If you've had bloods done, which you should have had with a diagnosis of CFS, you could at least check to see if you are in fact within range but at one end of the scale or not.

    There are a number of other potential causes of course that don't get picked up in regular blood tests.

    Thank you for your blog but unfortunately and with all due respect, it's really not appropriate for those diagnosed correctly and your advice with restricted diets and exercise etc. could potentially cause harm to sufferers and in particular, children.

    I wish you well and sincerely hope you manage to find a treatable answer to your suffering rather than being stuck with a diagnosis of CFS.

    1. What is it about my appearance that suggests I don't have CFS?

  2. The World Health Organisation International Classification of Diseases marks CFS/ME as a neurological disorder, meaning that it definitely isn't a mental health issue. In fact, recent peer reviewed research by Griffith University identified the DNA issues and cell receptors which are responsible for the condition.

    Of course that's not to say that mental health and external stressors don't play a part in the severity of the condition at any given time. Depression is often an effect of chronic illness. Stress and emotional situations are known to affect CFS sufferers in similar ways to physical over-exertion due to the body's physical reaction to mental stimuli. It's important, however to note the distinction between mental health being the cause of an illness or a byproduct of it.

  3. Knowing Kelly the way I do, she does not have CFS, but does have mental issues. These issues are brought on by her own actions.

    1. Perhaps if you had 10% of Kelly's courage, you would not post anonymously, so we would all know the identity of this unpleasant troll.

  4. What's a crash?

  5. What's a crash?

  6. There is a lot of research going on around the world at the moment into M.E. There is so much more to be done, but at the moment it's all pointing in one direction and that is that it's a highly complex physical illness involving the metabolism and the immune system. Have a look at the work of Ron Davis in America or Fluge and Mella in Norway.

    Absolutely stress can exacerbate M.E - it does with mine. But it isn't the cause of it. Being 'highly strung' doesn't lead to paralysis, noise sensitivity, severe pain, nausea and the bizarre post exertional crashes which come with M.E. They happen because of massive systemic problems happening internally.

    I respect your right to blog about whatever you want and of course when you have an illness it's important to pick apart what's making you worse so you can limit the damage you might be doing to yourself. It's also really important to keep up with the research and write accurately about the condition, though, too. Writing 'is this a mental health condition?' isn't really appropriate when you're up to date with the science.

    Personally I try and keep my stress levels down, I try to eat well and being a complete perfectionist, I try to go very easy on myself and fight those tendencies. I'd be doing that even if I didn't have M.E. They aren't the reasons I'm ill though.

    A lot of people with M.E seem to have Joint Hypermobility syndrome, so based on what your physio noted with your elbows, it might be a diagnosis worth pursuing.

  7. What a very interesting blog this is! You ask very interesting questions, to which the answer even might be "yes" in your case. Reading your blog it wouldn't be a unlogical conclusion. Thank you for your insight and honesty. And for your courage to share this, as this is a very unpopular point of view...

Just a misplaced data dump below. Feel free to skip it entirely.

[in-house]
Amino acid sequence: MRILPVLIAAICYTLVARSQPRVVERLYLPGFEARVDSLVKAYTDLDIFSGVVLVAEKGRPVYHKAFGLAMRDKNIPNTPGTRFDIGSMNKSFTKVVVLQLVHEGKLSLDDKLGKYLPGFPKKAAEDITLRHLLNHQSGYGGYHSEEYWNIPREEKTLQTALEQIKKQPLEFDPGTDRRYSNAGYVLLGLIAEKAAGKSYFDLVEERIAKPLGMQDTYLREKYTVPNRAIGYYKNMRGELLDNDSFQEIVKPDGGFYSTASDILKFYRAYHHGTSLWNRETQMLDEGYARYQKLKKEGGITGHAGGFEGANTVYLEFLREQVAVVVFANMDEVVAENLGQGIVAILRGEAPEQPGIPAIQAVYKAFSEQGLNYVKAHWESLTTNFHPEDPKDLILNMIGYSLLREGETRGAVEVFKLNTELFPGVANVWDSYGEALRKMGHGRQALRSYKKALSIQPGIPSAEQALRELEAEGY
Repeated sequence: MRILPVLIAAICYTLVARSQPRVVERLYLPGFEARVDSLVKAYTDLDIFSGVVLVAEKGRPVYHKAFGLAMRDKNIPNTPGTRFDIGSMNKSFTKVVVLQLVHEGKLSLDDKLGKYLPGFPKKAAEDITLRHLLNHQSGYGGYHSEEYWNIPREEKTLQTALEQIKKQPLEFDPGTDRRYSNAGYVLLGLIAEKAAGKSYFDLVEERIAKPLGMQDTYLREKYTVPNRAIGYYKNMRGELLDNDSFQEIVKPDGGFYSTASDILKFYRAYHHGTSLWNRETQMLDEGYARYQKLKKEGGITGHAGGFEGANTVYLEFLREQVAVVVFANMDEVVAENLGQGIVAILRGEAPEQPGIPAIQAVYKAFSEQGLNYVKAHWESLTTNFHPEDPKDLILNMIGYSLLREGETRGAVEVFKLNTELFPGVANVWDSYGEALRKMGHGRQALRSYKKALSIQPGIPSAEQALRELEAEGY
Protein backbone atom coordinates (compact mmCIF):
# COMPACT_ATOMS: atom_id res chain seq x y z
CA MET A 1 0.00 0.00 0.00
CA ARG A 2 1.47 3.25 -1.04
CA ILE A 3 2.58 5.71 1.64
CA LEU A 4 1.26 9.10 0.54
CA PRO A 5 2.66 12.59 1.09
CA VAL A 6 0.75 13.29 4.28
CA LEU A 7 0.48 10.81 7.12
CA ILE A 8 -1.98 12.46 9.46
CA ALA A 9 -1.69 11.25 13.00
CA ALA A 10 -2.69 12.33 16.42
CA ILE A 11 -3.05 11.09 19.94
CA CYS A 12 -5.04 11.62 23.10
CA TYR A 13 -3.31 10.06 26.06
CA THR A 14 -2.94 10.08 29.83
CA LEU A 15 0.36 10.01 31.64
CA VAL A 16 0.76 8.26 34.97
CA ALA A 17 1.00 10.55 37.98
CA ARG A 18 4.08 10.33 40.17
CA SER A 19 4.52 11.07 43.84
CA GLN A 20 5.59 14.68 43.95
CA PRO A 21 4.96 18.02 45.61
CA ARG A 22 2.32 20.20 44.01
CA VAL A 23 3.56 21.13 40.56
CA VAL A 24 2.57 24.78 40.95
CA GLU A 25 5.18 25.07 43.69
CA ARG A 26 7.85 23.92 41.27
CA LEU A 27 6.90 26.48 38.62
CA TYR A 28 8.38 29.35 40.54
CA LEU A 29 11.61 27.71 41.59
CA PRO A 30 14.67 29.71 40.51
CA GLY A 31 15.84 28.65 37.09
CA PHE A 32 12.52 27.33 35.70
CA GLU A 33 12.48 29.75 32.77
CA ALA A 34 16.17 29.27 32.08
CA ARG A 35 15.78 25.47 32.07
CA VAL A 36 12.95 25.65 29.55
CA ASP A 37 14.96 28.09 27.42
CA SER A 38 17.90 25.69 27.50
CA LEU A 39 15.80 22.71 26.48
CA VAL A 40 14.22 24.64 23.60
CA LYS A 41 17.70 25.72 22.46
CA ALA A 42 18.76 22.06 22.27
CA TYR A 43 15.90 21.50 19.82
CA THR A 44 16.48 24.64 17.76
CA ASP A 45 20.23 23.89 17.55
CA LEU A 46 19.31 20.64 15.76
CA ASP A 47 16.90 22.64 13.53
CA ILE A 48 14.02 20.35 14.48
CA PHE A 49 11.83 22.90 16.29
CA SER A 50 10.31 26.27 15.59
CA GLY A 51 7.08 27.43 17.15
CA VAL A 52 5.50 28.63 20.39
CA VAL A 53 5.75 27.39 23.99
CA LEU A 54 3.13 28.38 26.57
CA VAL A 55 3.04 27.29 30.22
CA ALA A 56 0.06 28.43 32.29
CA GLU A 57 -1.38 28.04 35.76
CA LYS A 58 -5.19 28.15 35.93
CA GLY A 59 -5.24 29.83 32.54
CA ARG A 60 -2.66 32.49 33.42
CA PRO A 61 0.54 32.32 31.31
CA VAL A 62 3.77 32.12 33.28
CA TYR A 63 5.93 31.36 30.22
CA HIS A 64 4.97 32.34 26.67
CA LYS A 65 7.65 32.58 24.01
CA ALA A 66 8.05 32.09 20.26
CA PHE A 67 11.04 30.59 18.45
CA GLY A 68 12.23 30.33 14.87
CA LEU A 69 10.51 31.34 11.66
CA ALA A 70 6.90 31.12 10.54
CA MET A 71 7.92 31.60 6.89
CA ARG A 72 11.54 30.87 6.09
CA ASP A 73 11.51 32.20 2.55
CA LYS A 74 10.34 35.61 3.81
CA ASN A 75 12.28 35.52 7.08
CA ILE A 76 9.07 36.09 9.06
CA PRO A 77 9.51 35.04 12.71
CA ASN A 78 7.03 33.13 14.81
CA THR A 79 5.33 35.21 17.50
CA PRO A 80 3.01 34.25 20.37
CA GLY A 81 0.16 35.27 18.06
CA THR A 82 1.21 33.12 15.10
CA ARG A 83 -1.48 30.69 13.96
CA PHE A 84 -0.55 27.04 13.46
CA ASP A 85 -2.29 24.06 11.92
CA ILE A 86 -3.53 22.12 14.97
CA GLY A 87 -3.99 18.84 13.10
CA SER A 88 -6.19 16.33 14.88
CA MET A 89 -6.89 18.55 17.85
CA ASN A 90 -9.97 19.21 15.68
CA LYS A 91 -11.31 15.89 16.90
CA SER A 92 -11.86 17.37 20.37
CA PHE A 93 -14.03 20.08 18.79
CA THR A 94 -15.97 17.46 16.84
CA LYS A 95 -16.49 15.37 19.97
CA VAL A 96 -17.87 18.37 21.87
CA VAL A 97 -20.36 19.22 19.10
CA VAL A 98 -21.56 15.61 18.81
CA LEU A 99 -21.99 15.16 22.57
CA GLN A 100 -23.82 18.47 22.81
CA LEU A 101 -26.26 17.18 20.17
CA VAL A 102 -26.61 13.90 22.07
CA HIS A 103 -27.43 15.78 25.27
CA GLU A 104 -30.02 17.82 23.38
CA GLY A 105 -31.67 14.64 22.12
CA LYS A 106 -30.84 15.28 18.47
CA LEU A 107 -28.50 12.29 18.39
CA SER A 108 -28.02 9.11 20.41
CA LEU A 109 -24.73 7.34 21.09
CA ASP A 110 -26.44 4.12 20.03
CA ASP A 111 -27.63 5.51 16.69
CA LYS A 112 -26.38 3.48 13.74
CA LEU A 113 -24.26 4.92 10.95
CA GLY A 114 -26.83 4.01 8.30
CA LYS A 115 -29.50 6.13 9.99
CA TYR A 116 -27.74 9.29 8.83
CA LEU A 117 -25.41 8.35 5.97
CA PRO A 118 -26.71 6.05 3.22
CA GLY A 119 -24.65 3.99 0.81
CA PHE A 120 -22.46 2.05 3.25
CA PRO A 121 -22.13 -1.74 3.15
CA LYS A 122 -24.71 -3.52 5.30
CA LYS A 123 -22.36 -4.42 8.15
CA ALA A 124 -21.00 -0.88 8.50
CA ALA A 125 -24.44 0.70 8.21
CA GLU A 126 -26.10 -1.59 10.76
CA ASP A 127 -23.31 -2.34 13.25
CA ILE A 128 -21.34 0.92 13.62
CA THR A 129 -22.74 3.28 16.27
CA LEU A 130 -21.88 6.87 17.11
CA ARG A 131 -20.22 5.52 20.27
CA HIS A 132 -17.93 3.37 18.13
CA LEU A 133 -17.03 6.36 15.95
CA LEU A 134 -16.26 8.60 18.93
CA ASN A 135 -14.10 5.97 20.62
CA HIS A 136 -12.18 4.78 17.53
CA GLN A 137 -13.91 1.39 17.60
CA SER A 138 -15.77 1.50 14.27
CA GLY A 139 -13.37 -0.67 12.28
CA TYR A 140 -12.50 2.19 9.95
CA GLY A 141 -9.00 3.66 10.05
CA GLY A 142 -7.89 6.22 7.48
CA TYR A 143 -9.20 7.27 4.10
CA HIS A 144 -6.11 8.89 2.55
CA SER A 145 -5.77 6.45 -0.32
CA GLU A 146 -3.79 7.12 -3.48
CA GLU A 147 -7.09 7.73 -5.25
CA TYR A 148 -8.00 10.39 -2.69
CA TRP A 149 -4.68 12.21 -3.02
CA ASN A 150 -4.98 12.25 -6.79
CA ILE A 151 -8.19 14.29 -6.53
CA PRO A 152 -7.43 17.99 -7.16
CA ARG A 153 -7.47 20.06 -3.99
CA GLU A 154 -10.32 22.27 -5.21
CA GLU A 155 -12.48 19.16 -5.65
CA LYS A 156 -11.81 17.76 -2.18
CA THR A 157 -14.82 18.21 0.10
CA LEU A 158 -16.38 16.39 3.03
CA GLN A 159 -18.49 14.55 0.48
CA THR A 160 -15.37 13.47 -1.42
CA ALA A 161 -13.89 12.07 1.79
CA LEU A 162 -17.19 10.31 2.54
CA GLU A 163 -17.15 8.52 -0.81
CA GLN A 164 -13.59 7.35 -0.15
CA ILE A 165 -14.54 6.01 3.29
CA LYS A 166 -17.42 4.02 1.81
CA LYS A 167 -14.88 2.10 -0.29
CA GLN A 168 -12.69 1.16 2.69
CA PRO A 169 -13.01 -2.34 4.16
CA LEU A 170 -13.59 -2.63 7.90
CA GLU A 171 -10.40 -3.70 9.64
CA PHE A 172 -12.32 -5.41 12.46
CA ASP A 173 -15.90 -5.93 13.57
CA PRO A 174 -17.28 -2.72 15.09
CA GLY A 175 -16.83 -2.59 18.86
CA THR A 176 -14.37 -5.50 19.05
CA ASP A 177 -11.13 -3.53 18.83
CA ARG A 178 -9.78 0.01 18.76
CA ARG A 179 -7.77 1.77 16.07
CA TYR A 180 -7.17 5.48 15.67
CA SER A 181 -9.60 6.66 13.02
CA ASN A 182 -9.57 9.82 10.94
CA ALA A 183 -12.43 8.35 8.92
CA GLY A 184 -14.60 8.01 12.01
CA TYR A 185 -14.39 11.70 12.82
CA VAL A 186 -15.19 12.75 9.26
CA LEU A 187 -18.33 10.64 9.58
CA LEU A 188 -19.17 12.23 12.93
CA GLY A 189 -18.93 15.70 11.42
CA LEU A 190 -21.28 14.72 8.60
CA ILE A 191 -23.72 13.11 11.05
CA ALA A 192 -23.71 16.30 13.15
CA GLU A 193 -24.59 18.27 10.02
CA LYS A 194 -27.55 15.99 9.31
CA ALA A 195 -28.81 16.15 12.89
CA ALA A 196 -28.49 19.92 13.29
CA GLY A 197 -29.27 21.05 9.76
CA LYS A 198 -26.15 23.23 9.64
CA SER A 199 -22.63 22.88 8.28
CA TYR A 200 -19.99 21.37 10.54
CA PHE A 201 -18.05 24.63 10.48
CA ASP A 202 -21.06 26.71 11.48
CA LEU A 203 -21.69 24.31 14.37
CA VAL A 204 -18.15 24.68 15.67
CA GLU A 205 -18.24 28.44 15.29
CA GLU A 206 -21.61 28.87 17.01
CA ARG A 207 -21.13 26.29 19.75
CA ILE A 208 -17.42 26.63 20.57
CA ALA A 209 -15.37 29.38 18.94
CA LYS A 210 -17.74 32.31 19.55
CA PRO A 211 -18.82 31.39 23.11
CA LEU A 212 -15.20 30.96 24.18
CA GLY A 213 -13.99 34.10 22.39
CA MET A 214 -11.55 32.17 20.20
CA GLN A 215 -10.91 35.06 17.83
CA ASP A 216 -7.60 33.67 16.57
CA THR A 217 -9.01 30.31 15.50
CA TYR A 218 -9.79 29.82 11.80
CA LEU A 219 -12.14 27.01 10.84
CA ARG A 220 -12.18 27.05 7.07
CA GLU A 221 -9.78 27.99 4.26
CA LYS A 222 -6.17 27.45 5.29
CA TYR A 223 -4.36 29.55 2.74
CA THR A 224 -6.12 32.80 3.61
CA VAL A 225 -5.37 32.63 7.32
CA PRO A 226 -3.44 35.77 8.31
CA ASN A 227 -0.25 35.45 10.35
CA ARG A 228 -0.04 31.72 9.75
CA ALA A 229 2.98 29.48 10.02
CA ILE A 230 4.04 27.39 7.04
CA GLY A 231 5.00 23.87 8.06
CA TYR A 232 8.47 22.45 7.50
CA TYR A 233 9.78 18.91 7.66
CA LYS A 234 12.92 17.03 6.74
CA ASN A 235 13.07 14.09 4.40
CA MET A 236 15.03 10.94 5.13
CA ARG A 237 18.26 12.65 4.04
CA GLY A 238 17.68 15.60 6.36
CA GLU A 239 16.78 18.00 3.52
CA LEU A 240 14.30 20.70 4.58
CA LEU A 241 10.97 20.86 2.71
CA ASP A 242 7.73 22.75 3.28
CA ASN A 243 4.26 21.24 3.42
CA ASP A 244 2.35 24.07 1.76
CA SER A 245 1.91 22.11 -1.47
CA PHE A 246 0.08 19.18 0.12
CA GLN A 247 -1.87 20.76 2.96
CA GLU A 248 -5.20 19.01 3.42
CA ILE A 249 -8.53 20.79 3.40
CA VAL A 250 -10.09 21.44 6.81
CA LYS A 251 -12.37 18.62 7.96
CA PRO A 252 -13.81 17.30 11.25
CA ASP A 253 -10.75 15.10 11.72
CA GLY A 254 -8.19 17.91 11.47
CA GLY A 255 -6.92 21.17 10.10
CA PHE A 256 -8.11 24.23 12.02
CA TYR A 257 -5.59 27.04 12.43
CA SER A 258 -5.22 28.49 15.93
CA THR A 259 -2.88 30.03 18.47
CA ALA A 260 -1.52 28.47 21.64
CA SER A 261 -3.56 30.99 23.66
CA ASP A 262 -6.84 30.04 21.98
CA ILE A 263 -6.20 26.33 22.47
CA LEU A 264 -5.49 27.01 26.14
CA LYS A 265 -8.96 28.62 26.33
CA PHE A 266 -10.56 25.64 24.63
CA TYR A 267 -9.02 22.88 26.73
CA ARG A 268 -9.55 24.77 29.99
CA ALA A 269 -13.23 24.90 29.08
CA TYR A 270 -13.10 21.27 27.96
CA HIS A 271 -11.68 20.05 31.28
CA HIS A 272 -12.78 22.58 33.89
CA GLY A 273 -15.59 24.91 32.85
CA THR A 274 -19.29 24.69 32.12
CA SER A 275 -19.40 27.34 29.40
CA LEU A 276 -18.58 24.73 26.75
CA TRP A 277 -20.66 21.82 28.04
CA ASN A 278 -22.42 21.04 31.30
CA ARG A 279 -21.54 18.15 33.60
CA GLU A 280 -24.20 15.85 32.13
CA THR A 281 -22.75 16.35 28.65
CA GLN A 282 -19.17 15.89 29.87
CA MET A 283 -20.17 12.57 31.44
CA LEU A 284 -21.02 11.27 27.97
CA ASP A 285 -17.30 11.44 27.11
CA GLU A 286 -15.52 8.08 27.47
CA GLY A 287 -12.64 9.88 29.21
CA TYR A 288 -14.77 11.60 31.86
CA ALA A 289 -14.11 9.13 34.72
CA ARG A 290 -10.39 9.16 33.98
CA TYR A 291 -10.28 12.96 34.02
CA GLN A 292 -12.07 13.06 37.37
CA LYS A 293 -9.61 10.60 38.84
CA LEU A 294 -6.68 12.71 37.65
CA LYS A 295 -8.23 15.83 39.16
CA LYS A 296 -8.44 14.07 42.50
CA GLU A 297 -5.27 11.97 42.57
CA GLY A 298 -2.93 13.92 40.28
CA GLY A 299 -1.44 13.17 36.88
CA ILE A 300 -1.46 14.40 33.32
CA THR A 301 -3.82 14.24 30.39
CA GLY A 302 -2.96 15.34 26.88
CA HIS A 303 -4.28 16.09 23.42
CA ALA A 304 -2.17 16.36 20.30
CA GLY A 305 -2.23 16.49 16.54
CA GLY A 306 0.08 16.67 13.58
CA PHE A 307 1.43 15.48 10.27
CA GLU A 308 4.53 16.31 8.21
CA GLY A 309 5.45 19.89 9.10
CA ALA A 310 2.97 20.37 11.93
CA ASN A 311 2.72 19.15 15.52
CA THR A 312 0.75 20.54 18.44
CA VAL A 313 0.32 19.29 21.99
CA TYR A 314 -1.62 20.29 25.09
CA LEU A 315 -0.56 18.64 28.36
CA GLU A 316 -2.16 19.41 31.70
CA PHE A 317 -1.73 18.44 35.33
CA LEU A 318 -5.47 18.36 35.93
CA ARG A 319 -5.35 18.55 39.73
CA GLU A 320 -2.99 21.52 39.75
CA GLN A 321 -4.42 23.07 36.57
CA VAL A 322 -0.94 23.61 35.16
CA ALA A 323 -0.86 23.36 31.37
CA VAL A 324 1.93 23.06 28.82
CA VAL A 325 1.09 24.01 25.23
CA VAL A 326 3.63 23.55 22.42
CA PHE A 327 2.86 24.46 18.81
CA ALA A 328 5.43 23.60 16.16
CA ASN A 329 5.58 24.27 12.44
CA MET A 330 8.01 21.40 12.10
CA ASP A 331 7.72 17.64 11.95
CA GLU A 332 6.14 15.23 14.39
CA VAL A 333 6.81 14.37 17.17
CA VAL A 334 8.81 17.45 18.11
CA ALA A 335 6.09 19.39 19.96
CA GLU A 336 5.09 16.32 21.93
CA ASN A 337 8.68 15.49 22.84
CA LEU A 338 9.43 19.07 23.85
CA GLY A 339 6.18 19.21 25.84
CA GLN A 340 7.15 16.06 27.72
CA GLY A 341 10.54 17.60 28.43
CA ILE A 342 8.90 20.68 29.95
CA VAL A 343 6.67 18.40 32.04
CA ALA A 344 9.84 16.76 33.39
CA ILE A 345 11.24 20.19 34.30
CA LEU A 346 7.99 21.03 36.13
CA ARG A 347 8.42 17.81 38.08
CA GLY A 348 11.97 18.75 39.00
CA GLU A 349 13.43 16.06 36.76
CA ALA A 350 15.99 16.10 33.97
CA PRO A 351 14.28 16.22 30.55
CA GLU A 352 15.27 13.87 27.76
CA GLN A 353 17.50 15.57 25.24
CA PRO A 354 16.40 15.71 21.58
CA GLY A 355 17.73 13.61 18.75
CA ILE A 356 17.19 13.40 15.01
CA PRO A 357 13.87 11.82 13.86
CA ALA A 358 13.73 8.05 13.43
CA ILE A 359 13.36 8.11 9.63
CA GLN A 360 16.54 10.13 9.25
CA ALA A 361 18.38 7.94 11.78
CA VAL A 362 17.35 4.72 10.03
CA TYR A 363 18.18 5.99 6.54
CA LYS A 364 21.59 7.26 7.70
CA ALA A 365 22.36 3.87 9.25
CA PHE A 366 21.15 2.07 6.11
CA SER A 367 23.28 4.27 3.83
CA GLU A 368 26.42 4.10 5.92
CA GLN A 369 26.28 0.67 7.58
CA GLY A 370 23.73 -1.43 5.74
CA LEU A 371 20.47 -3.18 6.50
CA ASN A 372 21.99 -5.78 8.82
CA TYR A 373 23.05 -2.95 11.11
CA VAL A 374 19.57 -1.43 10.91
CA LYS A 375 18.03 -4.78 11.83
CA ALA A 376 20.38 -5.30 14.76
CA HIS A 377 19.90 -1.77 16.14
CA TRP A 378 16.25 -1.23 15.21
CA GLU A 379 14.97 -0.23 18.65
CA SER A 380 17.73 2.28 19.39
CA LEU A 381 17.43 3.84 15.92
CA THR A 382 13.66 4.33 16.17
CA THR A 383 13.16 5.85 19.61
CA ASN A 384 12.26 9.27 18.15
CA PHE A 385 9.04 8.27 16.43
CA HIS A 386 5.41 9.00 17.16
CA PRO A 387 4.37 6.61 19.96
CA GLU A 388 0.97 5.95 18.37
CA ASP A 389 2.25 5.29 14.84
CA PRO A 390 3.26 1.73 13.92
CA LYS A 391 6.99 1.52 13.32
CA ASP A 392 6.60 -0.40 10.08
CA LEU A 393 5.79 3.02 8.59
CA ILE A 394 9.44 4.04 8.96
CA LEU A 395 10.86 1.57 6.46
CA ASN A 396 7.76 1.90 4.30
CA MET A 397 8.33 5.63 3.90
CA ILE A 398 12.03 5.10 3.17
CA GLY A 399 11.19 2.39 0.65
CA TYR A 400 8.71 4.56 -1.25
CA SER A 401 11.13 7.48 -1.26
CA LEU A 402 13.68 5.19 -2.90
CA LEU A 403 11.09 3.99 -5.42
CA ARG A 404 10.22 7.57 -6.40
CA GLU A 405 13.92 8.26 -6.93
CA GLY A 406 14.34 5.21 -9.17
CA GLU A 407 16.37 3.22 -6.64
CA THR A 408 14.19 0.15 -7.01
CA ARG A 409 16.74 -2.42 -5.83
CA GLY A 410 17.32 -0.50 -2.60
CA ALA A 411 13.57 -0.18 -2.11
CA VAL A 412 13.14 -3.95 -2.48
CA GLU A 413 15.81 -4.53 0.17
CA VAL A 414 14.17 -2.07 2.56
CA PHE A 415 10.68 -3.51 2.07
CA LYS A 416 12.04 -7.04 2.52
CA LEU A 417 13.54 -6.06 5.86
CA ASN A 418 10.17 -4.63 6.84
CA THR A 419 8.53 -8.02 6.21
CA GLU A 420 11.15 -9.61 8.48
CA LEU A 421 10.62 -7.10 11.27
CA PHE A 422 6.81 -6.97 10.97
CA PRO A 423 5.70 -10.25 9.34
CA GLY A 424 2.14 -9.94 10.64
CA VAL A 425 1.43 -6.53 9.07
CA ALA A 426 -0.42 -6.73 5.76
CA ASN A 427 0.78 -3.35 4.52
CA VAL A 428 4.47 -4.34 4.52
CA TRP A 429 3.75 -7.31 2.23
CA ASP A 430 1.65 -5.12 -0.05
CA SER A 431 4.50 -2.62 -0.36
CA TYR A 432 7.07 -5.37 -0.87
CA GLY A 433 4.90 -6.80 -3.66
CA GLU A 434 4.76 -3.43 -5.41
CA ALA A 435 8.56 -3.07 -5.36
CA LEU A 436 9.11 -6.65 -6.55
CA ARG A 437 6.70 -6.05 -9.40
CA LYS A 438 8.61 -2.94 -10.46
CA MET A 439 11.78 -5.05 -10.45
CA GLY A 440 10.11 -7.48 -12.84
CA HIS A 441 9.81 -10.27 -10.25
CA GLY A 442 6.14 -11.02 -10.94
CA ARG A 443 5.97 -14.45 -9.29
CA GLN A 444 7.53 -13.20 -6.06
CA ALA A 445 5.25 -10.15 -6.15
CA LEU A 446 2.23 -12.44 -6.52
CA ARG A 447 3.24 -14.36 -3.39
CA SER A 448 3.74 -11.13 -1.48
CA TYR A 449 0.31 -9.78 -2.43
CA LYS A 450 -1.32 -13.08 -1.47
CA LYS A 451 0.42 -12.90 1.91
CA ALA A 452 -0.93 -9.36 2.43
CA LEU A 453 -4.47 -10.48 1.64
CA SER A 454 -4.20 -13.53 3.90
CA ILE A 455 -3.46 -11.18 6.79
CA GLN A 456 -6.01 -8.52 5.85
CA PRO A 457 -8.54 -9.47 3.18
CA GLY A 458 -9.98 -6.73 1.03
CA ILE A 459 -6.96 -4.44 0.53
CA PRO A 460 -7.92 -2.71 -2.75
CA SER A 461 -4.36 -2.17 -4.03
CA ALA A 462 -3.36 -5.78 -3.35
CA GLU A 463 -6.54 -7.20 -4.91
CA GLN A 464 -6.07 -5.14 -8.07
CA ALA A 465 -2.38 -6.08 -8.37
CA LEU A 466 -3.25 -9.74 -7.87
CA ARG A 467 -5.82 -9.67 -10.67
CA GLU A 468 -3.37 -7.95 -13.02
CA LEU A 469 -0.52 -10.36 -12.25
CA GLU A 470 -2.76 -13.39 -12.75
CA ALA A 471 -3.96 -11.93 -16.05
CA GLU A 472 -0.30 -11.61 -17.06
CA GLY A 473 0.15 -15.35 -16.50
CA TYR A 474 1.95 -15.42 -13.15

8. I've had CFS for 9 years. In my opinion it Should be renamed as DSYFUNCTIONAL CHRONIC FATIGUE SYNDROME. I also used to be a psychology teacher. Personally I think Depression occurs with ME/ Cfs but not cause it. I guess I think That some people have a predisposition /vulnerable to it. From my own experience and talking to people they all have two things in common. 1. They got the flu/stomach flu. And 2 their lives were out of balance. I was working a 50-55 hour week in a stressful job leaving me not much time for other things I needed. Others were working as Carers or had a very demanding family life with little time to themselves. More women have it than men and it might have to do with the roles they have i.e. Working mum. Wife Caring for relatives . Etc. I was under a lot of stress for months at a time. Prolonged stress lasting for months i.e. Work or revising for exams causes excess of adrenaline which affects /mucks up how we see and react to stressful events, conversations or depression. And the excess of adrenaline affects the immune system. When you have an argument with someone or are feeling anxious about something this causes more excess adrenaline and makes your symptoms worse! people who are also more likely to have CFS are often hard working and conscientious they made sure the job got done to the best of their ability (maybe at expense to their Heath.)

    I think it's both the mind and body that affects the immune system. And creates Cfs/me. I wouldn't want doctors to over simplify it and class it as a mental health issue because it's so complex & there are so many symptoms and in terms of treatment what works for some people my not work for everyone. I also wouldn't want the scientific research community to have a narrow focus as they need to be open minded.

    But You are right in the sense that certain personality traits & types make you more likely to have
    Certain mental illnesses. anorexia/bulimia are more likely in middle class girls who are perfectionists. Depression and anxiety disorders often occur together and people who are pessimistic are more likely to develop depression.

    For me The lightening process was really helpful.

  9. Forgot to ad that Me/cfs is an auto- immune disease (systemic malfunctions connected to stress)

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  20. Yes, it's a mental illness. If it can be cured by moving to a sunny country, it's a mindset. Not to say it isn't harder for people who are highly string, too-sensitive or expedient in their wiring, but it's not a physical ailment much as diabetes or lung disease.

    Mentally damaging, is the nationwide ( in the UK at least) encouragement of claiming the disease is worthwhile order. It's an excuse ( believe me I understand how this word will sting) to be lazy and stop doing things deemed unpleasant or hard. These involve cleaning, physical movement, or doing a single thing that is laborious.
    A sit in the sun, with all the washing and shopping done, with weeks of holiday ahead, and the suffering victim seems fine and starts getting "well".
    What a whitewash.